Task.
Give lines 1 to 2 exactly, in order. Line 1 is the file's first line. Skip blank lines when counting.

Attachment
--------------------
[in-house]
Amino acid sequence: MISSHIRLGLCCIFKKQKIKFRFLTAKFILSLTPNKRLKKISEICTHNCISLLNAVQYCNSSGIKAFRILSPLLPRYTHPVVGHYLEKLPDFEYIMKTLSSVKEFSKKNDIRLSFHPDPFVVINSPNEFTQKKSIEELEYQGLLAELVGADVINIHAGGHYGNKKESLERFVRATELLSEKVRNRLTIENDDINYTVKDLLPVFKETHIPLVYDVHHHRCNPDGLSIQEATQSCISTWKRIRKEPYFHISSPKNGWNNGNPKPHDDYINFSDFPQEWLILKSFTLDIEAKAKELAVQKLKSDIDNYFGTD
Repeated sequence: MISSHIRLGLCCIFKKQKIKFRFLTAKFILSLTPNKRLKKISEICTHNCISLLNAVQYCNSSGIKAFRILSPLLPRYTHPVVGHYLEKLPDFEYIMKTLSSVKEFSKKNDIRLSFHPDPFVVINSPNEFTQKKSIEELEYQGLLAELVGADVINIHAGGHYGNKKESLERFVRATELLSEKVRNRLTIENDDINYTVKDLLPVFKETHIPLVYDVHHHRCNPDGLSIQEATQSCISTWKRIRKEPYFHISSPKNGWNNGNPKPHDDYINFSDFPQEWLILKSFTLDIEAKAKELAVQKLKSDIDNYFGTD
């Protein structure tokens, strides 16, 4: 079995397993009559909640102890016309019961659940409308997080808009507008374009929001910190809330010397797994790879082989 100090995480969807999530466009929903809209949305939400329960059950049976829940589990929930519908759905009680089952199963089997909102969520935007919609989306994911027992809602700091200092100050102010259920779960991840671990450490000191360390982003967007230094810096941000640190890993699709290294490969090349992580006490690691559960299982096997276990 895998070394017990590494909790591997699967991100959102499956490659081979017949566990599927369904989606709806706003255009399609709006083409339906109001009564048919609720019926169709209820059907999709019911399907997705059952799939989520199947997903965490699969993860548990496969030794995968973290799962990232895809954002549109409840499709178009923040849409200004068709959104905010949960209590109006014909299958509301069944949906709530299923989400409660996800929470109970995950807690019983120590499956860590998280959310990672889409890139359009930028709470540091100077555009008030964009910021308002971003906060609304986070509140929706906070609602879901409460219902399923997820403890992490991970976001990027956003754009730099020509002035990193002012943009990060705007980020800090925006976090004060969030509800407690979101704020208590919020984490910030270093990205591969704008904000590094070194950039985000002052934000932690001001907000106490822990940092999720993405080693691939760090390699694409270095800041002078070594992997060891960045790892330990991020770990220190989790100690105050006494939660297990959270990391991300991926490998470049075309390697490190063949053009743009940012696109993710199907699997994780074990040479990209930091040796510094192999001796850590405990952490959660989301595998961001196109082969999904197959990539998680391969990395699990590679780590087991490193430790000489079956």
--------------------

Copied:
[in-house]
Amino acid sequence: MISSHIRLGLCCIFKKQKIKFRFLTAKFILSLTPNKRLKKISEICTHNCISLLNAVQYCNSSGIKAFRILSPLLPRYTHPVVGHYLEKLPDFEYIMKTLSSVKEFSKKNDIRLSFHPDPFVVINSPNEFTQKKSIEELEYQGLLAELVGADVINIHAGGHYGNKKESLERFVRATELLSEKVRNRLTIENDDINYTVKDLLPVFKETHIPLVYDVHHHRCNPDGLSIQEATQSCISTWKRIRKEPYFHISSPKNGWNNGNPKPHDDYINFSDFPQEWLILKSFTLDIEAKAKELAVQKLKSDIDNYFGTD